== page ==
Wednesday, September 19, 2007

No holds barred

Father, kill the German!
Nesterova, 1942

In a couple of weeks we will be in Moscow. I will wipe this damned city off the face of the earth, I will dig an artificial lake on its place. The word “Moscow” will become extinct.

Adolf Hitler about Moscow

“Kill the German” – this a phrase from Ilya Ehrenburg’s article published in Red Star millitary newspaper in 1942. This article and leaflet based on the text is probably the most controversial piece of all Soviet WW2 propaganda.

The article had several extracts from letters of dead German soldiers with description of violent treatment of Soviet prisoners. The article ended with a call to kill Germans, which quite resembled the Nazi anti-Jewish and anti-Soviet propaganda:

“Now we understand the Germans are not human. Now the word “German” itself has become the most terrible curse. Let us not speak. Let us not be indignant. Let us kill. If you do not kill the German, the German will kill you. He will carry away your family, and torture them in his damned Germany. If you have killed one German, kill another. […] Do not count days. Do not count miles. Count your kills. Kill the German – that’s what your old mother calls for. Kill the German! – begs the child. Kill the German – cries the native land. Never miss. Never fail. Just kill!”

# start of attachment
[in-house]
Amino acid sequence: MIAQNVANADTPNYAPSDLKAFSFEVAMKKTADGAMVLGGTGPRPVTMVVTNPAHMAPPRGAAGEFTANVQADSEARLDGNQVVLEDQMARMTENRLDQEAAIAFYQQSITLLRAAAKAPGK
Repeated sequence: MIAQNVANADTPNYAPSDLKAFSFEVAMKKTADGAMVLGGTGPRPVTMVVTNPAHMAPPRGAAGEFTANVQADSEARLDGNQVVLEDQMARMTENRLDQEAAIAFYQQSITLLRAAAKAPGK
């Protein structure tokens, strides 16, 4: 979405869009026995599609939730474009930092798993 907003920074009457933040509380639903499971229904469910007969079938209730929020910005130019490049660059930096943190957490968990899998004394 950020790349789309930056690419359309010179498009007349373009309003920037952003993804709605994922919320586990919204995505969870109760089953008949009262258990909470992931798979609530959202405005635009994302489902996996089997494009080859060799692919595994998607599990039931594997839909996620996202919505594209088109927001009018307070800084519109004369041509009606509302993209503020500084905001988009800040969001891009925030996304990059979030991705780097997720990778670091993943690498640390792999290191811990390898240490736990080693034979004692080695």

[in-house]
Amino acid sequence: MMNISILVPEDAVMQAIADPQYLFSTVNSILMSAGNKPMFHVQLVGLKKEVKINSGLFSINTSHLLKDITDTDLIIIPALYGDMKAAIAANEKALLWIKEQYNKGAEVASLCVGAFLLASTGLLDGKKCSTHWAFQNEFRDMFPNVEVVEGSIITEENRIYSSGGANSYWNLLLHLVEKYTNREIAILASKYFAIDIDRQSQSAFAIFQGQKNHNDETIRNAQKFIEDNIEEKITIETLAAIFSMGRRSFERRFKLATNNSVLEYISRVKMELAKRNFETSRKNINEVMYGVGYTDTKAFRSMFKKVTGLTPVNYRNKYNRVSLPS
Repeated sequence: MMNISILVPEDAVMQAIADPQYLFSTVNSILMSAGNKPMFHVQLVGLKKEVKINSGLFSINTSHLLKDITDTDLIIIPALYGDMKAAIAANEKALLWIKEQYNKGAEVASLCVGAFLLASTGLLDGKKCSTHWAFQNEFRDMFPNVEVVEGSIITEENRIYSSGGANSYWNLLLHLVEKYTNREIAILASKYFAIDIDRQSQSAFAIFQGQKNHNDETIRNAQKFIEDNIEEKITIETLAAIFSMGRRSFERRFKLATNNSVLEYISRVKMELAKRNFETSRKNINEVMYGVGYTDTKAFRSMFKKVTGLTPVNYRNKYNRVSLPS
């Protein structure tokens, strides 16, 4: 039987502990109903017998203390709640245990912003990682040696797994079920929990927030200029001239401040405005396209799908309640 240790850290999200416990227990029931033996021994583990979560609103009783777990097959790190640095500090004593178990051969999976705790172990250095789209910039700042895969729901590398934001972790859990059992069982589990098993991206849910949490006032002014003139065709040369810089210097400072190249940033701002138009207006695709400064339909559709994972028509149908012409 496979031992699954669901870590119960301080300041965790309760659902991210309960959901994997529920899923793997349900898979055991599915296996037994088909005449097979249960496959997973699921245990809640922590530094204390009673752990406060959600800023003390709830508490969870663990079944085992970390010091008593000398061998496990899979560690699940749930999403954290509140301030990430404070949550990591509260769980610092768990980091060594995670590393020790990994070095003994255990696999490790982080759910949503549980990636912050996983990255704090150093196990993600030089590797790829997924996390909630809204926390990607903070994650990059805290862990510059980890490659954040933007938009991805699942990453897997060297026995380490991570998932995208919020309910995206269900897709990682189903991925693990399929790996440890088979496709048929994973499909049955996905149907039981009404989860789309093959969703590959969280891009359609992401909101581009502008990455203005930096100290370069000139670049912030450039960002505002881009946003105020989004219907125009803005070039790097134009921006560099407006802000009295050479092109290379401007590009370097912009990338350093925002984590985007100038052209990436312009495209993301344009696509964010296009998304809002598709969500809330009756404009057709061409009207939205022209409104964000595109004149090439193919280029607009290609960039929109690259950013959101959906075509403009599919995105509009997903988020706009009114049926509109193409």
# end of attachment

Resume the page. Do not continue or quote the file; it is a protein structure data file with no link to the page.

Antony Beevor (a famous British historian and author of “Berlin - The Downfall. 1945” book) attributed Ehrenburg's message as a motivating factor for the violence against German civilians which according to his sources took place as Soviet troops advanced through Nazi occupied territory toward the end of the war - thus encountering a great deal of criticism in Russia. The Russian ambassador to the UK denounced the book as "lies" and "slander against the people who saved the world from Nazism." O.A. Rzheshevsky, a professor and President of the Russian Association of WWII Historians, has charged that Beevor is merely resurrecting the discredited and racist views of neo-Nazi historians, who depicted Soviet troops as subhuman "Asiatic hordes" (citation from Wikipedia).